The 10 Random Things You Need to Know

  1. Wash your towels.  If you buy new towels you need to wash them in order for them to absorb water.
  2. Communicate with your roommate(s).  Split up some of the bigger items so one person is not responsible for bringing it all.
  3. Buy flip-flops JUST for the shower.  You never know, and you will be happy you did so.
  4. Does your residence hall have an elevator?  You’d be surprised some don’t, or if they do they only have one.
  5. Do you need to bring your winter coat right away?  It all depends on where you are going to school, and if you will have time to make it home before the first snowfall.  Thankfully I brought my winter coat when I moved in my freshman year to a small school in Minnesota.  I ended up needing it earlier than I thought; the first frost was at the end of September.
  6. If your college/university has a transportation system learn it!  However, don’t rely on it too heavily.  I went to a large state school and never used the bus to or from class.  Sometimes your own two feet can be faster than the big bus.
  7. If you are looking to save money on books check out some of the online book stores and websites to see if they have what you need.  Your professor should list what book(s) are required for your course on the class schedule or class description.  You can save some money and in my experience it takes less than week to get them to you.  Make sure to buy the book(s) that are required.  You will need them, and they will come in handy.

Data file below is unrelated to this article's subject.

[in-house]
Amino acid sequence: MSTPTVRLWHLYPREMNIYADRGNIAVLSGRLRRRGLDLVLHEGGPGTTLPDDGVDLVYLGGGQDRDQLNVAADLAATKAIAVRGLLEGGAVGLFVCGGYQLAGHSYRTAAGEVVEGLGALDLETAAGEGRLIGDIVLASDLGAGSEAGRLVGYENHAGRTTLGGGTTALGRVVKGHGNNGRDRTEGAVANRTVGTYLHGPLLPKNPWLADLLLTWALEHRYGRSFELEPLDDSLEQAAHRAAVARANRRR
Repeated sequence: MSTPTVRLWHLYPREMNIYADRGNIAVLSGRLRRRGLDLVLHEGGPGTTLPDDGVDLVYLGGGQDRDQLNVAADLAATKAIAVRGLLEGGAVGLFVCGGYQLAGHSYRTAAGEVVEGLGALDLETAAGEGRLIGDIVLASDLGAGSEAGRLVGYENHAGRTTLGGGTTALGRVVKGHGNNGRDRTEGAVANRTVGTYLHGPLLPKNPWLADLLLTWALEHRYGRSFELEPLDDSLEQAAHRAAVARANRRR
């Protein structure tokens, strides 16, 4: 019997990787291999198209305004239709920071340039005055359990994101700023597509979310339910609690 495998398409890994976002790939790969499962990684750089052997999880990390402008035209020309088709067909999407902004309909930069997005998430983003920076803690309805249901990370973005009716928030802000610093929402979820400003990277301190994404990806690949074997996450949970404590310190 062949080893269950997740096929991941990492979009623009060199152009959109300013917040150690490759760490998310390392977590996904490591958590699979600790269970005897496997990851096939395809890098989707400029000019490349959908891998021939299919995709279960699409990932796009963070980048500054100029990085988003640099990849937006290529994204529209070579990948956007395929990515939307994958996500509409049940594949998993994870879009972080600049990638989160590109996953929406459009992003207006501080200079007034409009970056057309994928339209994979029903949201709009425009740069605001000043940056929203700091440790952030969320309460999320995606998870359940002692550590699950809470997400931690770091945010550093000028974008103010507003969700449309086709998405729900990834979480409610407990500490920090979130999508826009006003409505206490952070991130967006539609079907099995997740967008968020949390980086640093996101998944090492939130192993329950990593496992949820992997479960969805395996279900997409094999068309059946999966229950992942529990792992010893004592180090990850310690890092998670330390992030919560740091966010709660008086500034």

8. Write your name on the movies or television shows you bring.  If someone asks to borrow it you want to have proof that it is yours.  I know too many people that have leant out dozens of DVDs and never saw them again.
  9. Buy a flash drive, and use it.  There will be one time or another in college where you save something and then some glitch happens and you will never see it again.  Don’t get in the habit of only saving it all once.  You will save time and the flash drives are less than $20 and can be used throughout your entire college career.
  10. Last, and most importantly, don’t forget that being nervous, along with excited is completely normal.  Everyone is a little nervous about moving and going to college, and if someone tells you they aren’t, just wait because either they are not telling you the truth or they haven’t realized they are nervous yet.  Change is hard, but trust me it is worth it.  Leave your door propped open the first few days or weeks of class so people can stop by and say hello.  In all honesty my roommate and I kept our door open every day of first semester freshman year.  In fact, I met one of my closest friends that way.

Final Advice

Remember to ask questions.  Most colleges and universities send out information packets full of information, and they are also available during the summer to answer questions.  Give them a call about specifics, they expect you to have questions and will have the answers you need.

Whether you are attending a small or large school, in state or out-of-state remember to enjoy your time there and take advantage of all of the opportunities that come your way.  Whether it is studying abroad, joining the Greek community, playing intramural or club sports, or starting a new organization or event, have a wonderful time and enjoy your journey.